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Communicating the Hard Stuff

Disaster, whether natural or manmade, brings with it lots of discussion of what people in charge should say and not say. I found an article written about the May 12, 2009 Sichaun earthquake disaster that suggests an excellent way to communicate challenging information.

Wang Yong wrote in the Shanghai Daily, “In times of great danger and distress, staying calm is important, and the best way to calm an emotional public is to tell it what you know and don’t know. If the media or the government doesn’t disclose these facts to the public in a timely manner, misunderstanding will grow, feeding unjustified anger and fear.”

Here’s how this quote can help you communicate the hard stuff.

  1. Stay calm. The minute you lose your temper, you have lost. In times of great stress, take a deep breath. Keep your voice steady.
  2. Tell what you know. Even if this is difficult, you must state the facts up front. Your listener will respect you for this, even if not immediately.
  3. Tell what you don’t know. You don’t know everything. Be honest with your listener.
  4. Be timely. This concept is as much a blessing for you as it is for the listener. If you need to deliver difficult information, letting this drag out is tension filled for you and everyone else.

Writing this article reminds me of a few very difficult moments during the final days of my beloved mother’s life. My sister and I spent every waking hour in the hospital waiting room of the intensive care unit as our mother valiantly tried to fight back from her inevitable fatal heart attack. This was a time fraught with potential misunderstandings (when was this or that tube being inserted, when was this or that procedure going to happen or not happen…), potential anger (why was this happening to her, to us…), and potential fear (how can I cope with this negative outcome?).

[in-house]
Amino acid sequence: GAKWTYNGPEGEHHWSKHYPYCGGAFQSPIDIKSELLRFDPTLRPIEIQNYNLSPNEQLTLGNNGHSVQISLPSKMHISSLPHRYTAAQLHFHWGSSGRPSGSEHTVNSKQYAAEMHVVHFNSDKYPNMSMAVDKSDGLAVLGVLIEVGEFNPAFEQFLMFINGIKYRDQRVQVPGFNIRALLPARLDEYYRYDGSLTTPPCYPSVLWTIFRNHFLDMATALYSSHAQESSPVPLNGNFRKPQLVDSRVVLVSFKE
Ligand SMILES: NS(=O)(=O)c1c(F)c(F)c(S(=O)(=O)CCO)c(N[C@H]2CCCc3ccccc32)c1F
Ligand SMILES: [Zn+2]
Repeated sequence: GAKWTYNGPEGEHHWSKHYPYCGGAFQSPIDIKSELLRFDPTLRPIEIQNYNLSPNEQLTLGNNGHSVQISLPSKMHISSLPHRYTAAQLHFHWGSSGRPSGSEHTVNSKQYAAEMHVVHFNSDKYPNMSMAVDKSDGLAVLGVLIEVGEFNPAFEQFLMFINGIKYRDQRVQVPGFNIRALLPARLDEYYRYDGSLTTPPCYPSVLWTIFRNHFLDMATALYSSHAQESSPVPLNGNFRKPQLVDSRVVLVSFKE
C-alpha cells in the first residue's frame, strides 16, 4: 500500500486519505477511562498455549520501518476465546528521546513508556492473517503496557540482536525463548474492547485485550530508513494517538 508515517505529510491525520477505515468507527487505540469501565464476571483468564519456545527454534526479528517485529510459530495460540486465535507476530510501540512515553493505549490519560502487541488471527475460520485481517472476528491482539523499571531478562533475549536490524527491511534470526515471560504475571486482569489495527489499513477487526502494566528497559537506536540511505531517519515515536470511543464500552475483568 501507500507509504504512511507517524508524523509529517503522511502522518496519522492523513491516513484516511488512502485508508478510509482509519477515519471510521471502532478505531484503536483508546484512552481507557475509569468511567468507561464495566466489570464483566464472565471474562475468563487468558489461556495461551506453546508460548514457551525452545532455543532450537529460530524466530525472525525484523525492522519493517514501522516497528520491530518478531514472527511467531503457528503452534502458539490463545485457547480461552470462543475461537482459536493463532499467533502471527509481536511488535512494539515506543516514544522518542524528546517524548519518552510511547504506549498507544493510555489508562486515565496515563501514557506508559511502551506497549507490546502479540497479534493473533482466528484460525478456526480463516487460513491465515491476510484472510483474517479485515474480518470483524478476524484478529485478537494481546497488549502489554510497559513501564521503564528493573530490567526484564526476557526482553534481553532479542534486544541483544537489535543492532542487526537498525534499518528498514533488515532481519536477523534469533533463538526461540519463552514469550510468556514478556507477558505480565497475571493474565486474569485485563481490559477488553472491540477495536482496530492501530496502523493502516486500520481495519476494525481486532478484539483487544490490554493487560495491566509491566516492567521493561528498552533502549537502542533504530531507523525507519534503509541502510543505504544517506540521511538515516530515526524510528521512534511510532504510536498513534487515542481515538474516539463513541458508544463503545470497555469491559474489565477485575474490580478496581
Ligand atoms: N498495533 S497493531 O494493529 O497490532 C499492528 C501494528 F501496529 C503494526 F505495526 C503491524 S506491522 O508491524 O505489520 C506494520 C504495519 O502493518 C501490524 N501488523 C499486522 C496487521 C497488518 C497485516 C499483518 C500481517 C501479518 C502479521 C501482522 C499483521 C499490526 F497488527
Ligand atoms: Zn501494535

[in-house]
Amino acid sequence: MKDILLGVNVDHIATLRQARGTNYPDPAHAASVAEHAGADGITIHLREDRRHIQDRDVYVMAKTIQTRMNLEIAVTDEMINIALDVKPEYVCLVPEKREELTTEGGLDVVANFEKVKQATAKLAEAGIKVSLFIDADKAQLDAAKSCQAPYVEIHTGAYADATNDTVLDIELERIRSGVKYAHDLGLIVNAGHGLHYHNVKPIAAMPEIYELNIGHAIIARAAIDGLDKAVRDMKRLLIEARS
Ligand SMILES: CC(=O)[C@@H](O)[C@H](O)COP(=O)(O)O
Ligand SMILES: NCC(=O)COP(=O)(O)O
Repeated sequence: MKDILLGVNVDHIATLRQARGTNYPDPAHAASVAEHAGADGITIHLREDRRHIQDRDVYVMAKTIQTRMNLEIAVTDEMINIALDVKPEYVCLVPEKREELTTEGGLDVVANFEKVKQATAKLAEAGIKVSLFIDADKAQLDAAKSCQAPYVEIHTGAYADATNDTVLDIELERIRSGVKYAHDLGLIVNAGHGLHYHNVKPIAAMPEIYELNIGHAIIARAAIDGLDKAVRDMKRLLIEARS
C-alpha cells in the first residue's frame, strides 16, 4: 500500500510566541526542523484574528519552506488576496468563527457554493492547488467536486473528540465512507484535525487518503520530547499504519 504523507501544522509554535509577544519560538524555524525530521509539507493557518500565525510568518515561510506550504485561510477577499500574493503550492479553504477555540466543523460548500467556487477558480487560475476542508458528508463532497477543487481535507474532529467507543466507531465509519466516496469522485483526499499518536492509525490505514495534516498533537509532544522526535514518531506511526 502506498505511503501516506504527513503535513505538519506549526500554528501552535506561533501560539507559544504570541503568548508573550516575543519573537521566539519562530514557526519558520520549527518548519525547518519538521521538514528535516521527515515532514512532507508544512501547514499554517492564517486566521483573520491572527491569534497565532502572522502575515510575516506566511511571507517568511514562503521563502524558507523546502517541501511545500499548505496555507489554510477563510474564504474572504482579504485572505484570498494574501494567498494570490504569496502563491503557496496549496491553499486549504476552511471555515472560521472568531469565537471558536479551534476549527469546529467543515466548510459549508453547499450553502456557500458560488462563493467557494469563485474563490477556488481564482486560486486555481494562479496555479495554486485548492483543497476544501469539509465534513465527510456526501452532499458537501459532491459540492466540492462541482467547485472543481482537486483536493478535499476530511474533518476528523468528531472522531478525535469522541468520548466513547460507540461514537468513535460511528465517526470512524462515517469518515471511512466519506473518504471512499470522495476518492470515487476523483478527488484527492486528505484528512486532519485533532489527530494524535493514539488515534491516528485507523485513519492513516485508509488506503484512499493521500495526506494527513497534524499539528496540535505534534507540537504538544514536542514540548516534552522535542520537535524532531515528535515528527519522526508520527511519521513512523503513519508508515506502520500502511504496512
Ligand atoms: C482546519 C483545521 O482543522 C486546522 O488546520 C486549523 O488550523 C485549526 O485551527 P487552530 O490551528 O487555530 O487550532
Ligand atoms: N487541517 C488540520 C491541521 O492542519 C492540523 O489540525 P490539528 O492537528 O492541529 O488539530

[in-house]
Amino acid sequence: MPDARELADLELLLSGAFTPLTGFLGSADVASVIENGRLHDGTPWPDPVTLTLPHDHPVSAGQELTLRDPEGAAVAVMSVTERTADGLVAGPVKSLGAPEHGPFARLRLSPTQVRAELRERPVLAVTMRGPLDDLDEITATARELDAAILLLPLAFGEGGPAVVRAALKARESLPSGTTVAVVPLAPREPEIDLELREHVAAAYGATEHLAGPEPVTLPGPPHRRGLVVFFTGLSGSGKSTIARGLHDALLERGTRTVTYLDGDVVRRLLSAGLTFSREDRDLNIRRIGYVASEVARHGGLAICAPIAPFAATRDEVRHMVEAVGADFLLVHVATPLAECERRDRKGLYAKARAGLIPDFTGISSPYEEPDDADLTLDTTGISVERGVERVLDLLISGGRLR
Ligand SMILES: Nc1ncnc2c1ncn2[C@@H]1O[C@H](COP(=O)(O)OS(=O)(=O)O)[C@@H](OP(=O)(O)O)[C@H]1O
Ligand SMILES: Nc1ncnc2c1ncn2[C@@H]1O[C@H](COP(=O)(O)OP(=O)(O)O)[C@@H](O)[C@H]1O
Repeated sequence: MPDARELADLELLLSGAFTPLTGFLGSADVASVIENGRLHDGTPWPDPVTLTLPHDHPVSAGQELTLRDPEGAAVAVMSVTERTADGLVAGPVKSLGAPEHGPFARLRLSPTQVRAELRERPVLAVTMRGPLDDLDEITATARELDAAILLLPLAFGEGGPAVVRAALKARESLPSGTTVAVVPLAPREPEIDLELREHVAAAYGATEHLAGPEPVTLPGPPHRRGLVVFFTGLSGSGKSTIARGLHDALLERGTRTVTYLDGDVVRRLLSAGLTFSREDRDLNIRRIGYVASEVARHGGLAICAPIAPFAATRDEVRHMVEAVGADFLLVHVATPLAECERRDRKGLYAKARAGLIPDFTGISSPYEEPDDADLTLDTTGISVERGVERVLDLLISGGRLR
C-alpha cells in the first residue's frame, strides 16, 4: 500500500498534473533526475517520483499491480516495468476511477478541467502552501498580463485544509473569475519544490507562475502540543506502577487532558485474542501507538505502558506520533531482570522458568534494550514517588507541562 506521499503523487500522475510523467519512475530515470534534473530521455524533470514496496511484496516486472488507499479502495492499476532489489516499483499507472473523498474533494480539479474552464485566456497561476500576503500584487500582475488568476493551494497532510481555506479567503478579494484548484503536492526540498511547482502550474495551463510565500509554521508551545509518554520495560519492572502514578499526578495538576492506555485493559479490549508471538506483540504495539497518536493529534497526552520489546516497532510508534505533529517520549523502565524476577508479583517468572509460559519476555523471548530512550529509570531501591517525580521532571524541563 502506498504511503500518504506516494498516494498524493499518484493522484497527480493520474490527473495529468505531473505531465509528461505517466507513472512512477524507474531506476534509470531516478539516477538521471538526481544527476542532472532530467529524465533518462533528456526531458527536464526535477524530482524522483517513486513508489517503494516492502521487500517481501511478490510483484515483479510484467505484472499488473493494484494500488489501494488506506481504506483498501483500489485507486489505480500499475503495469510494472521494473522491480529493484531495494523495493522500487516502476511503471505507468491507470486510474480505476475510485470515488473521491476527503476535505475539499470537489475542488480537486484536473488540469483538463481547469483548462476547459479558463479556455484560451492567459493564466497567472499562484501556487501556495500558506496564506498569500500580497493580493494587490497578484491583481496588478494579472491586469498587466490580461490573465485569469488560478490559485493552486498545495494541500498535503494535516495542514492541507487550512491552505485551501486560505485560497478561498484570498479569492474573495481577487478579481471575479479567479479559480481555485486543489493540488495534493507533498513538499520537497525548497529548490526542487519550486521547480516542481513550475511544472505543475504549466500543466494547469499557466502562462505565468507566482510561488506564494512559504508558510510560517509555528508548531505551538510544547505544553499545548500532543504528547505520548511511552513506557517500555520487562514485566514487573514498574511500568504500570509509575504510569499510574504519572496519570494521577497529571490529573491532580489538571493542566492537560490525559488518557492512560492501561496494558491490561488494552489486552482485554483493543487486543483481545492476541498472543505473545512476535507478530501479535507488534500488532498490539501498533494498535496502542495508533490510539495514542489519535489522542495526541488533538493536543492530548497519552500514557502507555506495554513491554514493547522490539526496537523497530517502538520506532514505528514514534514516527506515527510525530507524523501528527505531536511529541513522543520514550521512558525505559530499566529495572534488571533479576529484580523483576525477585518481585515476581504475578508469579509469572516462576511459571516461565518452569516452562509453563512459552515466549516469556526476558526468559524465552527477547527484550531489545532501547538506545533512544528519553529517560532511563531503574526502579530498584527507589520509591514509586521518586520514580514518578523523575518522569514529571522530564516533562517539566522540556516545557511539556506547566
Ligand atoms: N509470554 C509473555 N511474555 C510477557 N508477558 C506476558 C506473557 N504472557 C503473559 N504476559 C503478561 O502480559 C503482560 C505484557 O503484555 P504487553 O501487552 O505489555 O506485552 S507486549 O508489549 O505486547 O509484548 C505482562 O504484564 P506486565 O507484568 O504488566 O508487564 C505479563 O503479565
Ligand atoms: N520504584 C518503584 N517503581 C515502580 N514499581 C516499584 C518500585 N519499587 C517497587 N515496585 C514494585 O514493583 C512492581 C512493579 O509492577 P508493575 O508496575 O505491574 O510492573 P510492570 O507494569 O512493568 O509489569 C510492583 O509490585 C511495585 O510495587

I vividly recall the phenomenal medical team. They stayed calm. They told us what they knew – the positives and the negatives. They told us what they didn’t know – that science does not have all of the answers. They were timely with the information; and we became smarter at knowing when we wanted to hear the data. I discovered that there were times, especially late in the evening, when I did NOT want all of the answers. It keeps you from sleeping.

Reach for the Stars

Star Ranch GirlOn this website you can look at Star Ranch Retreats: https://www.karencortellreisman.com/star-ranch-retreats.htm

About a year ago my husband and I fulfilled his dream – to purchase this land “in the country”. Read between the lines – what’s missing in the prior sentence?

My dreams.

I’m an urban girl. I love the city, and I especially love “my” city – Dallas. It isn’t the most scenic or unique locale; but, I’ve got roots here. I love being in the center of the U.S. – it’s easy to travel anywhere. We’ve got good museums, good hospitals, and good food. And, yes, good shopping.

How did I end up on a ranch with longhorns?

All relationships – whether professional and personal – survive or die on your ability to solve issues.

When it came to buying a ranch – my husband and I had an issue! He wanted it and I did not!

First I had to really listen to what he wanted.

Then I had to rearrange my perception of the situation. I realized this was going to happen and I was either going to be part of the process, or NOT part of the process.

Finally we compromised. We found a place close enough to Dallas so that we could be weekend ranchers, still having our urban lives.

And then there’s just plain luck involved. We found a place we could afford from someone desperate to sell. It’s called Star Ranch.

So, how did I end up with longhorns? I don’t even have a dog or cat.

The guy left them there! We inherited 5 longhorns. To prove how little I knew about ranching, we signed the papers at the ranch and fed the 5 longhorns. We returned the next weekend to spend our first night at the ranch. NOW THERE WERE SIX LONGHORNS! We had our first baby! I didn’t even know the cow was female, let alone pregnant.

Here’s your trivia for the day: all longhorns have, well, long horns. Males and females.

I named our first baby “Bliss”. And, that’s exactly what this place has become for our family: a place of bliss. A respite from the crazy everyday life we lead. A place where you do more stuff outside and less stuff inside. A place to clear your head and add more to your soul.

What a GREAT solution. We solved our issue by listening, talking, and compromising.

And that makes me lucky, grateful, and blissed out.

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